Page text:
The Return of Wisdom?

[T]he terms “Wise” and “Wisdom” have largely gone out of fashion.

First, because they mix the observation that one is knowledgeable with the compliment for it, and we have grown to favor more sterile, scientific, terms when giving intellectual compliments. So we say “that was smart” not “that was wise”.

An old adage claims that education makes one cunning but not moral, and a life of experience, study and age makes one both wise and moral, when we wish education to make our next generation wise. But what do we refer to with these terms?

We use the trio: cunning, smart, and wise as a spectrum; using cunning to describe one who takes a shortcut, saves effort, or outwits others; smart to describe one who does the skilled or insightful thing; and wise to one who does that which reaches beyond general rules into nuance of particular cases, and in doing so produces extra benefits in addition to skilled and knowledgeable response. So we call a young thief cunning, a talented engineer smart, and old judge wise.

Second, we discuss three kinds of ethics: Virtue, Rule, and Outcome, often as if they were very different things. But instead, they describe our ethical evolution through life, from someone who has little knowledge but seeks to be the best person that he or she can be(virtue ethics), to someone who has accumulated knowledge of general rules(rule ethics), to someone who has achieved wisdom(outcome ethics).

Wisdom is the product of experience having learned virtues, having learned rules, and having learned nuance to rules if not to virtues.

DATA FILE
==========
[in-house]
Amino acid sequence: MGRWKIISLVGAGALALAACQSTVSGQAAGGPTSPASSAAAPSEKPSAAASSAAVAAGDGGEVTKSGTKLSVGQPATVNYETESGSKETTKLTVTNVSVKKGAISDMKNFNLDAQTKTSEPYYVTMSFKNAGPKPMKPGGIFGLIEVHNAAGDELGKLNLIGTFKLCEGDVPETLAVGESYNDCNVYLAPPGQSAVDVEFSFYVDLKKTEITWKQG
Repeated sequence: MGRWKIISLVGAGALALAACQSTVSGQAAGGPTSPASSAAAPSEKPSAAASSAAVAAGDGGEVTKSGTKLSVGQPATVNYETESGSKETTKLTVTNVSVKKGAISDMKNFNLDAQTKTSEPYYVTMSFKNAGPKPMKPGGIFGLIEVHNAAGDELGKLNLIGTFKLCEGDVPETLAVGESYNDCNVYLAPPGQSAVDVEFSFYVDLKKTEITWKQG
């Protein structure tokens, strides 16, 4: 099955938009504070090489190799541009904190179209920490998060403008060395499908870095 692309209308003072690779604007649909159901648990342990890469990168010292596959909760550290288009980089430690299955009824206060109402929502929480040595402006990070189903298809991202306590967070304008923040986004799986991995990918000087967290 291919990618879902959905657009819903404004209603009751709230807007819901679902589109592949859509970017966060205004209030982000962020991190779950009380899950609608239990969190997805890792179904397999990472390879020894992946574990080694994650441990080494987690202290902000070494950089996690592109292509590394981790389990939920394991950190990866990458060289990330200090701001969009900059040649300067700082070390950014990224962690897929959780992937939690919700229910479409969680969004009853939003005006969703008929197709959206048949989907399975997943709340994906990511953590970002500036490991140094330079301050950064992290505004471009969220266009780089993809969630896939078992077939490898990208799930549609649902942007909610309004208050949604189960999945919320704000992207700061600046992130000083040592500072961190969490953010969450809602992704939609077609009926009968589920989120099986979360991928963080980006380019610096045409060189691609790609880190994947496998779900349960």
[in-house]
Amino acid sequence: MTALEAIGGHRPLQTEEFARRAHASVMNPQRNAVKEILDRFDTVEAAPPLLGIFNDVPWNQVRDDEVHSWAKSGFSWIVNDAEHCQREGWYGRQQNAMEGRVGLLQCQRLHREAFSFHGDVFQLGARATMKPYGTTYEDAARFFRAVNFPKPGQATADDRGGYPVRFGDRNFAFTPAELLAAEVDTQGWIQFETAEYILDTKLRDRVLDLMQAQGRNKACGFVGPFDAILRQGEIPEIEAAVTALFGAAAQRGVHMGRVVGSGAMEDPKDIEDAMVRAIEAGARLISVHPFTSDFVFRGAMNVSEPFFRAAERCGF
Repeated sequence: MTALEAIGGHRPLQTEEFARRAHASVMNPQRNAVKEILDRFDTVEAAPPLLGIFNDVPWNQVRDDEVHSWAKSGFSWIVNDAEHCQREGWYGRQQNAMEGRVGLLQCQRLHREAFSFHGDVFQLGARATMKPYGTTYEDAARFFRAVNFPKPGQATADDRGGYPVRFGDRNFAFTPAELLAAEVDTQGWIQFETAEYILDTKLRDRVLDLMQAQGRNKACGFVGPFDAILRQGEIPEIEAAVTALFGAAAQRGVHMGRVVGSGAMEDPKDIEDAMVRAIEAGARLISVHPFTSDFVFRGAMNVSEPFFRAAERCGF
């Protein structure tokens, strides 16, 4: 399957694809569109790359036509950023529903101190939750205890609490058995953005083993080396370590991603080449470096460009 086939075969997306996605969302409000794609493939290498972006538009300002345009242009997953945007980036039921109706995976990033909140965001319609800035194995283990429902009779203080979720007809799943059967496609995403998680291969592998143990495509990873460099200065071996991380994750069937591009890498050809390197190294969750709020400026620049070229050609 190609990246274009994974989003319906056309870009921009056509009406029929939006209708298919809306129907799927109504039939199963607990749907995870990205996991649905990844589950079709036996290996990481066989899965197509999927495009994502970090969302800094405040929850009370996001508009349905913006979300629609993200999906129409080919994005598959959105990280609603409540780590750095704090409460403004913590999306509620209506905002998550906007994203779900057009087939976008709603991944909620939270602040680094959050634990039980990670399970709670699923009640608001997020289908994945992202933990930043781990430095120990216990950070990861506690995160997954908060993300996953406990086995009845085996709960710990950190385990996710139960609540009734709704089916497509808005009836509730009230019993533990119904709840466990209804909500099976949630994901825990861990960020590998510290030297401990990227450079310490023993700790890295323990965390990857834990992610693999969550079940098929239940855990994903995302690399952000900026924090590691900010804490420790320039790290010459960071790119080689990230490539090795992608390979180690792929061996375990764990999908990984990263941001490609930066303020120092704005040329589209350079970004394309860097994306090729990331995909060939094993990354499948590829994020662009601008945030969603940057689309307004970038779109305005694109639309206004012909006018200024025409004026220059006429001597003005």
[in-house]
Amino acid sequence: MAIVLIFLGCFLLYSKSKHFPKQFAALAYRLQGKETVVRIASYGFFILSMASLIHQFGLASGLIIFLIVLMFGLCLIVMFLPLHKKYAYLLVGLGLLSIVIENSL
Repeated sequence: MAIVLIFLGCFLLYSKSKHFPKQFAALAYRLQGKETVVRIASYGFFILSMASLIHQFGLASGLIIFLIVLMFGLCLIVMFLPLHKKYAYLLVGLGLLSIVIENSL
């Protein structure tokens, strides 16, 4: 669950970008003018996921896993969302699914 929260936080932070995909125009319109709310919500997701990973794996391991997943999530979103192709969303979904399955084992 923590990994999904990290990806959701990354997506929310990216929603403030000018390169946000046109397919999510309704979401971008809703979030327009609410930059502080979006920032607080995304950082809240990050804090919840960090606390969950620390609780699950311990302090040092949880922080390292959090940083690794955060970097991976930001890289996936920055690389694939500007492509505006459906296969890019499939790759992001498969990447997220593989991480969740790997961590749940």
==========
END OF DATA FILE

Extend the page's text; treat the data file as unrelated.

Third, since the 1920’s, we have passed through a century-long phase of pseudoscience in public discourse not seen since the closure of the stoic schools and forcible institution of christianity, whereby wisdom has been systematically attacked by pseudoscientists in the social sciences, literature, and the fine arts. It spread from Columbia University, to nearly all faculties, first in America, and then in Europe.

One of the central arguments used by the pseudo-scientists was that accumulated wisdom was not from observation – and therefore empirical – but from bias and design. An ironic position since this was the strategy used by the pseudoscientists.

So over the course of the second half of the twentieth century we saw generations taught this pseudoscience emerge and actively and constantly criticize accumulated wisdom – knowledge, to be replaced by the new pseudoscience.

Starting in 1999, with Stephen Pinker, helped by a generation of new technology in cognitive science and in genetics, we have slowly seen the daily constant reversal of the pseudoscientists, and the return of wisdom – exhaustive observation – in genetic, cognitive, behavioral, social, economic and political sciences.

Wisdom slowly returns to us thanks to science. So one day soon, some of us will again be called “wise”.

Curt Doolittle
The Philosophy of Aristocracy
The Propertarian Institute
Kiev Ukraine

Source: Curt Doolittle

Leave a Reply